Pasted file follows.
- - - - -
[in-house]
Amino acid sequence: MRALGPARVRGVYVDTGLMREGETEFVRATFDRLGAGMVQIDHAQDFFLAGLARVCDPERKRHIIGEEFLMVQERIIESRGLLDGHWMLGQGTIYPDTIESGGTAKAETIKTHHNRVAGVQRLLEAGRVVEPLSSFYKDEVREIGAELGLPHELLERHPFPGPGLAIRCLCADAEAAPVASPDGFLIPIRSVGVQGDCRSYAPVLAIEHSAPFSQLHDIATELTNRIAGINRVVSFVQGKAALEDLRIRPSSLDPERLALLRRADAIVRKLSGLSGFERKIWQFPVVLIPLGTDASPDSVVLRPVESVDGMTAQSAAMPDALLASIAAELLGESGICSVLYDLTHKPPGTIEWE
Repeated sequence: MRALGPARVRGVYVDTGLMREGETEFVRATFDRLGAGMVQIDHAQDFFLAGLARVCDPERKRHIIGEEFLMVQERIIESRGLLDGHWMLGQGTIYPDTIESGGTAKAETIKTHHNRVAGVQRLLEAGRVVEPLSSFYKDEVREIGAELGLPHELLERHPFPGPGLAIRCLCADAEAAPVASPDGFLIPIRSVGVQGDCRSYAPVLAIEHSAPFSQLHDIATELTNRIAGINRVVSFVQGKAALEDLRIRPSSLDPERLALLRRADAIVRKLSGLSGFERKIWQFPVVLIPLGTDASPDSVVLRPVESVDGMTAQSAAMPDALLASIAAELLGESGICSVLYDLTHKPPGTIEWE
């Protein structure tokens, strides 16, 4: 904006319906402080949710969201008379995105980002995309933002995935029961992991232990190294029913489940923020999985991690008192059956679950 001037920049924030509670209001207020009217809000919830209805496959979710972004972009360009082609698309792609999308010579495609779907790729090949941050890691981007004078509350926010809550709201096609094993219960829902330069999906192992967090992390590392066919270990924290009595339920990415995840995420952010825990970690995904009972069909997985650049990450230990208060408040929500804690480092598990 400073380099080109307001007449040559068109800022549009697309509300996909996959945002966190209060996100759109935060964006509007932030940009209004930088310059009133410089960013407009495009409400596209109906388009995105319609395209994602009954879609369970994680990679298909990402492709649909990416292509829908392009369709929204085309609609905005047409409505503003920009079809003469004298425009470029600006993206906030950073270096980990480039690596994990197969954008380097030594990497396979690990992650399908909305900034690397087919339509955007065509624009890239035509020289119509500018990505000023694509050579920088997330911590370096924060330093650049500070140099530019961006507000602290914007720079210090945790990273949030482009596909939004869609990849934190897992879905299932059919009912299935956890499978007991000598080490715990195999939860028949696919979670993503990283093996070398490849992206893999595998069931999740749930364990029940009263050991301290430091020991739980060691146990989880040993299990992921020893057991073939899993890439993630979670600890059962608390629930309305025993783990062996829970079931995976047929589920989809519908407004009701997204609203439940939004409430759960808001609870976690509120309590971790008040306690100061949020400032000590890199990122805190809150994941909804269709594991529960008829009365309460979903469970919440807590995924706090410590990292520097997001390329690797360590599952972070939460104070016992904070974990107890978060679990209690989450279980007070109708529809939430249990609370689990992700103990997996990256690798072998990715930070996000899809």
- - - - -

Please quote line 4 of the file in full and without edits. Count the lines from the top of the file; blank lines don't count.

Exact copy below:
């Protein structure tokens, strides 16, 4: 904006319906402080949710969201008379995105980002995309933002995935029961992991232990190294029913489940923020999985991690008192059956679950 001037920049924030509670209001207020009217809000919830209805496959979710972004972009360009082609698309792609999308010579495609779907790729090949941050890691981007004078509350926010809550709201096609094993219960829902330069999906192992967090992390590392066919270990924290009595339920990415995840995420952010825990970690995904009972069909997985650049990450230990208060408040929500804690480092598990 400073380099080109307001007449040559068109800022549009697309509300996909996959945002966190209060996100759109935060964006509007932030940009209004930088310059009133410089960013407009495009409400596209109906388009995105319609395209994602009954879609369970994680990679298909990402492709649909990416292509829908392009369709929204085309609609905005047409409505503003920009079809003469004298425009470029600006993206906030950073270096980990480039690596994990197969954008380097030594990497396979690990992650399908909305900034690397087919339509955007065509624009890239035509020289119509500018990505000023694509050579920088997330911590370096924060330093650049500070140099530019961006507000602290914007720079210090945790990273949030482009596909939004869609990849934190897992879905299932059919009912299935956890499978007991000598080490715990195999939860028949696919979670993503990283093996070398490849992206893999595998069931999740749930364990029940009263050991301290430091020991739980060691146990989880040993299990992921020893057991073939899993890439993630979670600890059962608390629930309305025993783990062996829970079931995976047929589920989809519908407004009701997204609203439940939004409430759960808001609870976690509120309590971790008040306690100061949020400032000590890199990122805190809150994941909804269709594991529960008829009365309460979903469970919440807590995924706090410590990292520097997001390329690797360590599952972070939460104070016992904070974990107890978060679990209690989450279980007070109708529809939430249990609370689990992700103990997996990256690798072998990715930070996000899809």